The Sinking

The Ship

The Survivors

The Deceased

Source Documents

Survivors accounts

Capt. Hudson's report

Capt. Pearson's report

U.S. Consul's letter

  - Lodge Letters

Feb. 15th, 1864

San Francisco

Lodge1 PDF, p. 4

T.A.W. Harper, Esq.

Dear Sir,

I have been throughout the last week at the district Court of Admiralty listening to arguments for & against the jurisdiction of the court. The question was decided on Saturday by the Judge pronouncing in my favor on all the questions.

I can therefore now proceed against Smiley in the civil action & intend to do so. I believe I will be able to get judgement against him but where am I then? I cannot find any tangible property and he will in all probability turn round and laugh at me. In the mean time “Smiley” is exerting himself successfully in getting all of the witnesses out of the way & he has nearly succeeded. Nevertheless there are a few left.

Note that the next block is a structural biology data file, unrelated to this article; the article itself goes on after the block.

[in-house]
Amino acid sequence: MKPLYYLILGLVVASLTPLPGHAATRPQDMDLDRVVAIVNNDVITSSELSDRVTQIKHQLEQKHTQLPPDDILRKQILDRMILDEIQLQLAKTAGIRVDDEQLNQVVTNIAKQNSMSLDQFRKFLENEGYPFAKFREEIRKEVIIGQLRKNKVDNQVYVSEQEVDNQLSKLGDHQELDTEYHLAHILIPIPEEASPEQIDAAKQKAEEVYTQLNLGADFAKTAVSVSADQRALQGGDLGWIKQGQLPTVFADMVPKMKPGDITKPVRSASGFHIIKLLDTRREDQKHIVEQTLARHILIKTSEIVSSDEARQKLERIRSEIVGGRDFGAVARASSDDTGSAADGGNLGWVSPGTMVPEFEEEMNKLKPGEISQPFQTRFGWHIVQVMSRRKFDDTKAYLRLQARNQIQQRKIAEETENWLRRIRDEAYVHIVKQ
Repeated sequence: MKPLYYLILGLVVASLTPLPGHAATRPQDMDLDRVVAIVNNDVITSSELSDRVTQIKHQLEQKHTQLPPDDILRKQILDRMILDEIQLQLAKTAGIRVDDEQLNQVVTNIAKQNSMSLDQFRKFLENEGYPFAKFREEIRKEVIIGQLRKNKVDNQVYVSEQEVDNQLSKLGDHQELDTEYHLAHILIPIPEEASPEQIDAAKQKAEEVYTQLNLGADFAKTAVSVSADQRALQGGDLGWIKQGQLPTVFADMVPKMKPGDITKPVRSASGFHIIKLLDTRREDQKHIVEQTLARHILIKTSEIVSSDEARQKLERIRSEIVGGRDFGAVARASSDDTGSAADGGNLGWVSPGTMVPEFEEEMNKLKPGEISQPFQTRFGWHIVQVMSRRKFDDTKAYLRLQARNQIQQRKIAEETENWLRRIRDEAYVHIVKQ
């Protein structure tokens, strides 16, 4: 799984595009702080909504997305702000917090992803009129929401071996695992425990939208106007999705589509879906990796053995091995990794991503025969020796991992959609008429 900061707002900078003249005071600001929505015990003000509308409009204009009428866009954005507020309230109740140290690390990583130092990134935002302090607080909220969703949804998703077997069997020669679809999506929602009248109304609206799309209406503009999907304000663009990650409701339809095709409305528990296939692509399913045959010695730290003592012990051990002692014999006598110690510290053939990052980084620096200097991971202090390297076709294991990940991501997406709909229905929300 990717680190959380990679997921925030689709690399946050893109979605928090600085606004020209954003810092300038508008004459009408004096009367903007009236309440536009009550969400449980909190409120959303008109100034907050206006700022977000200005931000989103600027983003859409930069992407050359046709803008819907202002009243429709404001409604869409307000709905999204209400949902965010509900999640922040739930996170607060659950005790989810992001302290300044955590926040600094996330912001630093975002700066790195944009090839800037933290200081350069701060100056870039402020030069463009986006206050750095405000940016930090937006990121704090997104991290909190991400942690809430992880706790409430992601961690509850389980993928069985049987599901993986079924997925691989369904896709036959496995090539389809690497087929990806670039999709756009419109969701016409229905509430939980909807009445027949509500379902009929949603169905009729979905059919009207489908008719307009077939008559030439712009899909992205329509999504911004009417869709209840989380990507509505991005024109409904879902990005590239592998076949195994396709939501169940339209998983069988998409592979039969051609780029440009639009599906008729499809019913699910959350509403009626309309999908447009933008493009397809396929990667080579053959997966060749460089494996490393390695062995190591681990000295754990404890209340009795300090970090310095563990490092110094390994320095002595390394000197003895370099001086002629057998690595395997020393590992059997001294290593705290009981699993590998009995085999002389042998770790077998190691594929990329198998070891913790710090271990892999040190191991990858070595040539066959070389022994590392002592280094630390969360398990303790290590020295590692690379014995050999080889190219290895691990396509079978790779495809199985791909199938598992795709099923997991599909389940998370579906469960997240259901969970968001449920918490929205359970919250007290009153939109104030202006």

I have offered a large new reward for the recovery of any part of the treasure, but I have no great hopes of every seeing any of it.

I get no assistance from any one. The New York & Boston underwriters keep aloof and leave me to make the best fight I can singlehanded.

They are ready enough to take advantage of anything I do, but they decline any part in the risk. In fact they are asking this year in the same manner as they did last year. I had to take all the risk and then it turned out a profitable speculation. They share in it & so they are willing to do now.

By the last mail shared I drew upon you for £300 being part of my letter of credit on Hellman Bro. This is the draft that I advised you of in my previous letter as being for $1500.

This is a pretty considerable fix suit now and don’t see my way very clearly to get out.

I remain Sir your best sert. (abbrev.for servant)

Francis W. Lodge

P.S. Some of the bars will find their way to London, Paris, Hamburg. Can the detectives do anything on speculation by making inquiries upon mints or otherwise?




Revision: 10/31/2010